Usually the rule is that you can only joke about being black, if you are black, only joke about being Muslim if you are Muslim etc. He goes outside that and presents a social commentary, on things that he is not and hasn’t experienced from a black man’s point of view. He is operating at the very highest level of stand up comedy like Richard Pryor, and George Carlin before him.

Simply because of his history and contribution to comedy he has earned the right to do trans material, because there are a lot of people who love and watch comedy that want to hear what Dave Chappelle has to say on this issue.

Everyone has the right to have their voice heard, including him. All of us, men, women, trans people, disabled people, Muslims, Jews, are fighting for the same thing and cancelling one person’s voice doesn’t make another person’s voice more valid.

I have a routine in my new show about swimming in Hampstead ladies’ pond, when a person turns up in a women’s swimming costume, has male parts, they say they identify as a woman and want to swim in there.

It is my experience of being there. I did the piece on tour a few weeks ago. The venue received a written complaint from a gay man who is not trans, but was offended on behalf of his trans partner. I thought twice about ever doing that piece again.

Comedians are in the business of making people laugh. We want people to be happy and have a good time. I don’t believe any comedian stands on stage with the intention of causing hurt and ruining someone’s life. We’re not the prime minister.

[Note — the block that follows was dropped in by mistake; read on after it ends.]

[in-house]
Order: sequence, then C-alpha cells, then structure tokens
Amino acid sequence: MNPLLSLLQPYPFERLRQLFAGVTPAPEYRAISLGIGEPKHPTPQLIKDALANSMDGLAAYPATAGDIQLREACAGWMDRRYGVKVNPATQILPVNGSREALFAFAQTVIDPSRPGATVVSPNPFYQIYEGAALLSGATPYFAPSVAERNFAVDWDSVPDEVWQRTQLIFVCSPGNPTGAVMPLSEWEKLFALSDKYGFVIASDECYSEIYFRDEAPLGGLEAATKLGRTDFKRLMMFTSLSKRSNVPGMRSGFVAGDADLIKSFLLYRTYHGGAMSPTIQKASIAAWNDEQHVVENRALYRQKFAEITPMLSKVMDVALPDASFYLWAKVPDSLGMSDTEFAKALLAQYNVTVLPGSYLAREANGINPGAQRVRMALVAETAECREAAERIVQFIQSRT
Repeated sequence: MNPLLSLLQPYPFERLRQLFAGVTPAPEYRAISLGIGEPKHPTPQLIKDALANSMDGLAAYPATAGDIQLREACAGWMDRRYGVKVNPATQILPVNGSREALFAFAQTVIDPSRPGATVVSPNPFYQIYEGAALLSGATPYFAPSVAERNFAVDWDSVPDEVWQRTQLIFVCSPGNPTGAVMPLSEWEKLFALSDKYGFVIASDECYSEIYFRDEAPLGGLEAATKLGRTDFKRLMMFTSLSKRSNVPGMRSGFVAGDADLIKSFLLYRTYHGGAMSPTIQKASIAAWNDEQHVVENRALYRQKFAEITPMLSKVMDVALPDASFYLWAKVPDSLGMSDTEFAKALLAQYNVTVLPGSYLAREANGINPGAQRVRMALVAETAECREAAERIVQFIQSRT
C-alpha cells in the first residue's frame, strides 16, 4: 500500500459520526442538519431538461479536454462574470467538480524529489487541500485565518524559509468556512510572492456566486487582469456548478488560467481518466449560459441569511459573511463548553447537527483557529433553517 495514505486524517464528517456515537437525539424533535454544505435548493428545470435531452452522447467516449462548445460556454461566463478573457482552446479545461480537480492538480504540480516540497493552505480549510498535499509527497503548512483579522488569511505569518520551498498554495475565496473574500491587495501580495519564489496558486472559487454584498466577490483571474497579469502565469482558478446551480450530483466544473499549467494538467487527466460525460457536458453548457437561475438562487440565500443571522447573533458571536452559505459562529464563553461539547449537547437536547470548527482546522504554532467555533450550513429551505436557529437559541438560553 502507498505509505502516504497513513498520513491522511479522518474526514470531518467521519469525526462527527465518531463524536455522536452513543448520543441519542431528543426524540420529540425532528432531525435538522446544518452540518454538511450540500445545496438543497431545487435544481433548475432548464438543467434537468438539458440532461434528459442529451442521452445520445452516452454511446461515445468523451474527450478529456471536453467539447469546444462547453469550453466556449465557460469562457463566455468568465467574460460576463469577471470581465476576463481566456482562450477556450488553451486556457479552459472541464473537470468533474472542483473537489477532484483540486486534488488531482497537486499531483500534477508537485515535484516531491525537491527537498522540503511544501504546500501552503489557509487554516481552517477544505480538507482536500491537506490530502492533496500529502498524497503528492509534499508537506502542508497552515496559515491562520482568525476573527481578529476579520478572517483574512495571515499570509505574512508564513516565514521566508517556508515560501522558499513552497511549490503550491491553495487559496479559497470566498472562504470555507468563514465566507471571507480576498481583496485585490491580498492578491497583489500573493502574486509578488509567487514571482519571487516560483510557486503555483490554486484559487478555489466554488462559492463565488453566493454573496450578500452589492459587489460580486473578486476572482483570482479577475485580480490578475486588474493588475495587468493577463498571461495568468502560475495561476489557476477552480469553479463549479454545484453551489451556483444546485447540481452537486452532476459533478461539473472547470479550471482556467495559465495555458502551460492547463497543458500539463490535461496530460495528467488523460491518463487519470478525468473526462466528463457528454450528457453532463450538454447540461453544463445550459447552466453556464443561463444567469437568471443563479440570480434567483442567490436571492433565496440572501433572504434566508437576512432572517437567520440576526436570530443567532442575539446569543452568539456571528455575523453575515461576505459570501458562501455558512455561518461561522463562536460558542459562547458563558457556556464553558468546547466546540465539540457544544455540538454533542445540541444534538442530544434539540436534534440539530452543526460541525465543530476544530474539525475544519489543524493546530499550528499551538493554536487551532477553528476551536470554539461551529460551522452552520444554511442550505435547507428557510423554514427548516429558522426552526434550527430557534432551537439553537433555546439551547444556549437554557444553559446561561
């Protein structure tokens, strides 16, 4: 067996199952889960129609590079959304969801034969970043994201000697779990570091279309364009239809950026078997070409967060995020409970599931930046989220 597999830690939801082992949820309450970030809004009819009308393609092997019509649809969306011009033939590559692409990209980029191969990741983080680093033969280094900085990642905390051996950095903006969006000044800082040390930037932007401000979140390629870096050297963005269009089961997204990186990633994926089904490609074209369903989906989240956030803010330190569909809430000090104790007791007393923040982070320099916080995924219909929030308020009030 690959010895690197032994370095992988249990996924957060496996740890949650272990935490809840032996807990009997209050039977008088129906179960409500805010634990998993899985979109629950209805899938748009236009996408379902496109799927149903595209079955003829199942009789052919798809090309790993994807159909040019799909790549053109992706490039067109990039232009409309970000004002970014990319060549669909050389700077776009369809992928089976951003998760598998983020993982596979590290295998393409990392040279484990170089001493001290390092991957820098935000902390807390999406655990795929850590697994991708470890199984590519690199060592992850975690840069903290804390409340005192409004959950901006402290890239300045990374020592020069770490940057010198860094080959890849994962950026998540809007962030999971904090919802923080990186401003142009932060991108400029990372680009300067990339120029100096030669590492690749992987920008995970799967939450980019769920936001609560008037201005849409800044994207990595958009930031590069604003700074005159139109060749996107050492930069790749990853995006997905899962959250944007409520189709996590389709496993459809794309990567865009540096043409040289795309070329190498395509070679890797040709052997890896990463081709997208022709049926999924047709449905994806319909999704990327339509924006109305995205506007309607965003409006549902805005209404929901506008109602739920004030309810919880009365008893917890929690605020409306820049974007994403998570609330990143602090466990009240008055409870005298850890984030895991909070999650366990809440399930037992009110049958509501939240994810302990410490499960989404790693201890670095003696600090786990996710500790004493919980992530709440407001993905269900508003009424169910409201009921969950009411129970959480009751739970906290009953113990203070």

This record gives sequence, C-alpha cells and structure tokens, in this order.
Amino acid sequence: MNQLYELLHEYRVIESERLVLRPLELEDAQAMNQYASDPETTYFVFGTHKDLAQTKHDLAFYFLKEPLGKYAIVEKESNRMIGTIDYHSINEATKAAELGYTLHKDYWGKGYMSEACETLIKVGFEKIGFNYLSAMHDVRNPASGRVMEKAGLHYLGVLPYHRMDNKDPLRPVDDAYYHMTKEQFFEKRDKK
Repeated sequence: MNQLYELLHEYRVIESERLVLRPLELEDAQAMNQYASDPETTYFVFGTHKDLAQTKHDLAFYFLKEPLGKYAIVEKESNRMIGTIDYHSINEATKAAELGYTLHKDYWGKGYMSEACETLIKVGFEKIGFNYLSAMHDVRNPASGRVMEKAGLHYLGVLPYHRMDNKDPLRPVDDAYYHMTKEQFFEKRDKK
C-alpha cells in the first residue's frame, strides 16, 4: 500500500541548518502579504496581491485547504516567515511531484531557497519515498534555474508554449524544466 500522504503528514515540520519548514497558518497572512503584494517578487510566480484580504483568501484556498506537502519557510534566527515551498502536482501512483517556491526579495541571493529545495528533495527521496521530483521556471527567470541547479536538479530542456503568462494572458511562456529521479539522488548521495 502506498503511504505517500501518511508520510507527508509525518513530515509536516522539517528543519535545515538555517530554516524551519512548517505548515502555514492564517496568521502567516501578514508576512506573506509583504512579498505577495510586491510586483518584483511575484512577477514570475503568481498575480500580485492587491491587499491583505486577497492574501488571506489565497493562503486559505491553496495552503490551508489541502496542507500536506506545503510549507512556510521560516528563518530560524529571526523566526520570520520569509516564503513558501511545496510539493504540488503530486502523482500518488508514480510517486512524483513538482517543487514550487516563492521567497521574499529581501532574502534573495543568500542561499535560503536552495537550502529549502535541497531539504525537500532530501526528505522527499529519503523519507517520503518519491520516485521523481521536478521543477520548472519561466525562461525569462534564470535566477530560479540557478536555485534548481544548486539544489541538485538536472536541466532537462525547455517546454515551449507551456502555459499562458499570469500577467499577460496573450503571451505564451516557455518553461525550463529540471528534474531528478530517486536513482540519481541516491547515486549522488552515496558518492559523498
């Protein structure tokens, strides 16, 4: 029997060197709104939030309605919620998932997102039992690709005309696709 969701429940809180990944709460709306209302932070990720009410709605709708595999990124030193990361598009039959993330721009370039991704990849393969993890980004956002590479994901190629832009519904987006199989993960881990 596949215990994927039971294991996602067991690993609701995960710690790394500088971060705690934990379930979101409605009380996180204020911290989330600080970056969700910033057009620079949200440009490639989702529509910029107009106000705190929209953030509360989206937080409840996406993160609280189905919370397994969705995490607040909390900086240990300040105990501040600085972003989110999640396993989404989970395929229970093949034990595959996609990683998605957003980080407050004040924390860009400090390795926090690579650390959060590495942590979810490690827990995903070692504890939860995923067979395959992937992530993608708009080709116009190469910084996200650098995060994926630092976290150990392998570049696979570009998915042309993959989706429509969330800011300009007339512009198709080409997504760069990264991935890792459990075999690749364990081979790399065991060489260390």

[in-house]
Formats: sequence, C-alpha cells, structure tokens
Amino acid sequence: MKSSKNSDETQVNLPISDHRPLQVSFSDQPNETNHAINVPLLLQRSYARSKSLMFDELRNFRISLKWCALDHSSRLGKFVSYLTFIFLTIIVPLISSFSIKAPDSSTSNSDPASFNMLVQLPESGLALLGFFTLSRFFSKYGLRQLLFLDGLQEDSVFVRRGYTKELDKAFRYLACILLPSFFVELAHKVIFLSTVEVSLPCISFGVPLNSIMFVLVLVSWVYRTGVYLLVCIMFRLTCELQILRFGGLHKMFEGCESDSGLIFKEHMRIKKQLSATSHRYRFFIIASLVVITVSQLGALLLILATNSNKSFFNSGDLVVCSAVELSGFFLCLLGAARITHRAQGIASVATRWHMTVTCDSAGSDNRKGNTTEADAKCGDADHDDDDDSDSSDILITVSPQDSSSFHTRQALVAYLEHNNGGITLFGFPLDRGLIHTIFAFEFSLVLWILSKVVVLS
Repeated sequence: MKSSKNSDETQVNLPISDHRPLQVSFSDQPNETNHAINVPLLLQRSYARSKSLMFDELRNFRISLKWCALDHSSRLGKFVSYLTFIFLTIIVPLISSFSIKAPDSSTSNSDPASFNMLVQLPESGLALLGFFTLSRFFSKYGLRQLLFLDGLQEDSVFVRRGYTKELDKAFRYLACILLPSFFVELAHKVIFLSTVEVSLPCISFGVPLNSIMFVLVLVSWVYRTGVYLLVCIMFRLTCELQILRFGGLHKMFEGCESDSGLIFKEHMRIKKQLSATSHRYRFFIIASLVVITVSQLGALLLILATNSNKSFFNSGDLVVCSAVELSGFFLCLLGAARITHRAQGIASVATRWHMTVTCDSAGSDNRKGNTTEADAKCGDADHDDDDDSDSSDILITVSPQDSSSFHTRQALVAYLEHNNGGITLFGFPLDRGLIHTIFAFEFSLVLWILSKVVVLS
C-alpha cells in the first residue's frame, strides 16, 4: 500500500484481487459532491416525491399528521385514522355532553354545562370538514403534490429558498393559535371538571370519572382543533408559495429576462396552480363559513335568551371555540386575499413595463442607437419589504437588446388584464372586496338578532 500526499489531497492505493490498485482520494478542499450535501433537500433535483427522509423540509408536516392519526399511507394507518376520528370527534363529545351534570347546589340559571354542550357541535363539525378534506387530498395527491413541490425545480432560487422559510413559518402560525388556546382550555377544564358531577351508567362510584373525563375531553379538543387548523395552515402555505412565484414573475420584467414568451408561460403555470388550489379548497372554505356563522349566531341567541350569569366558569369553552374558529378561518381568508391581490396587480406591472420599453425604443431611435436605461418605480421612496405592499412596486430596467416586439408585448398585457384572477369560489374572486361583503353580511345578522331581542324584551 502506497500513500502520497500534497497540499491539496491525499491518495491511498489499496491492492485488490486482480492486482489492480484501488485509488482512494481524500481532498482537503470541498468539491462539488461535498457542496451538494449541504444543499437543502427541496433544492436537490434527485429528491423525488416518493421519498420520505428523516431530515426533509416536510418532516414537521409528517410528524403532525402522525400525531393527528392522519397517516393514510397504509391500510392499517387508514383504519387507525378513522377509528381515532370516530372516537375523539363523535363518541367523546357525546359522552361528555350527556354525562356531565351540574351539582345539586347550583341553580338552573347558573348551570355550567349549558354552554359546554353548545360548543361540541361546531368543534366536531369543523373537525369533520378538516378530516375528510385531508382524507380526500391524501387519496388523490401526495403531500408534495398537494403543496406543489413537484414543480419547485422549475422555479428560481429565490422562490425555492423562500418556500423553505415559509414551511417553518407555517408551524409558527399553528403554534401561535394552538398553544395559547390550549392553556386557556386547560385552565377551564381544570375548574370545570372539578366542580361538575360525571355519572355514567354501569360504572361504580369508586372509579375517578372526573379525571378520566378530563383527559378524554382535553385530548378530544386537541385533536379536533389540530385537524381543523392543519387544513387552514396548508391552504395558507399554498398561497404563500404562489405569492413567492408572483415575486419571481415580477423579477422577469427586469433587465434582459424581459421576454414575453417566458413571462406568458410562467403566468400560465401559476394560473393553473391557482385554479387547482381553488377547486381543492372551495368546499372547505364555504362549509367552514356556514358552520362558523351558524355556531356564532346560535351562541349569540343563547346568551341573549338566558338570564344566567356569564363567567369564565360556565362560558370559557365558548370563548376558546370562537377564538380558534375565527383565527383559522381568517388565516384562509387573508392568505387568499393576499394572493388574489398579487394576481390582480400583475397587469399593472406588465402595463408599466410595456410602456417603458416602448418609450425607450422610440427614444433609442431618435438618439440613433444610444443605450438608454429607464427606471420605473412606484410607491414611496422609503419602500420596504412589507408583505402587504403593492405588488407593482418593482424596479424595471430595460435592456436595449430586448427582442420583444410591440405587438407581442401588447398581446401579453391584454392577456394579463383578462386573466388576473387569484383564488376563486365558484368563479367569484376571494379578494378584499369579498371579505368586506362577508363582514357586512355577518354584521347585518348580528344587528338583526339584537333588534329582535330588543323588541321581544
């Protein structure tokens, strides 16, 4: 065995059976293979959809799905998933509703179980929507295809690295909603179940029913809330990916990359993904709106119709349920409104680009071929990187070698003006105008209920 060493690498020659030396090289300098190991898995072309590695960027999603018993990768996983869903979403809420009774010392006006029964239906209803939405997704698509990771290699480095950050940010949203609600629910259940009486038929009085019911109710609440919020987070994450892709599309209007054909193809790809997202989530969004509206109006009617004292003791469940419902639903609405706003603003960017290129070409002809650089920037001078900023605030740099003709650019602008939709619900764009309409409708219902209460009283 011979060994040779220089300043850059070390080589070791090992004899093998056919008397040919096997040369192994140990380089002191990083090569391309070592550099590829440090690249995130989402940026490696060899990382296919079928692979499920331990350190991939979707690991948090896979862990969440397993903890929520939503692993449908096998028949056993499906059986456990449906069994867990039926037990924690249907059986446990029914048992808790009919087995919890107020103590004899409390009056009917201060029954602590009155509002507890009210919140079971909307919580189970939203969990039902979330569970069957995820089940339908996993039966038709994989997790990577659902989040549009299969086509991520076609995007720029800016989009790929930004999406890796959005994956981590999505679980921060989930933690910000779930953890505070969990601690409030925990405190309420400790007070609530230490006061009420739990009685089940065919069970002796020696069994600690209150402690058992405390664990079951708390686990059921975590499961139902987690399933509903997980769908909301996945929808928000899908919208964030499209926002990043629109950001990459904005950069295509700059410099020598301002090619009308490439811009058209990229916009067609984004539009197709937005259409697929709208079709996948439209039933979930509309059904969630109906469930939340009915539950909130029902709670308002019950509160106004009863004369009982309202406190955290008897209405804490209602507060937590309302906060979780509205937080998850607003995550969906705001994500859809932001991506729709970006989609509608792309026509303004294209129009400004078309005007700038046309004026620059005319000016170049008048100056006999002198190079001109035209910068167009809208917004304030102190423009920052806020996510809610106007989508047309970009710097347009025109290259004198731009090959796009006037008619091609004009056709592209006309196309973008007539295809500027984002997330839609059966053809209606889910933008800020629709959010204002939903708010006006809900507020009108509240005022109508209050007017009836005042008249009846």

And intention is everything. If you plan and intend to shoot someone, that is different from shooting someone accidentally on a film set. The level of regret and remorse is different.

Cancelling people who have vastly contributed and changed the world by reaching the top of their craft people like JK Rowling, and Dave Chappelle will be the death of art, evolution and contribution and more importantly the backbone of British culture, our sense of humour.

Soon we will be left with a mass of humourless millennials, marching the streets with almond green lattes protesting on behalf of people they’ve never even met, offended by black cabbages, no books on wizards and no sound of laughter. If I’m not dead by then I’ll probably be on the 10.43 from Birmingham New Street.

See inside the 4 November: The war against JK Rowling edition

Transgender people and their supporters march through London earlier this year. Their banners included one saying “Rot in hell Rowling”. Photo: Wiktor Szymanowicz/ Barcroft Media via Getty Images

The war against JK Rowling: How one woman became a hate figure in the debate on gender and sex

The Harry Potter author has become shorthand for so-called terfdom in the increasingly bitter debate over sex, gender and trans rights. It is a story of our times.

British Prime Minister Boris Johnson, French President Emmanuel Macron, German Chancellor Angela Merkel, and U.S. President Joe Biden at a meeting at the La Nuvola conference center for the G20 summit in Rome, Italy. Photograph: Getty Images.

How the rest of the world views Global Britain

ALASTAIR CAMPBELL's weekly diary looks at how 'Global Britain' exists as just a slogan.

`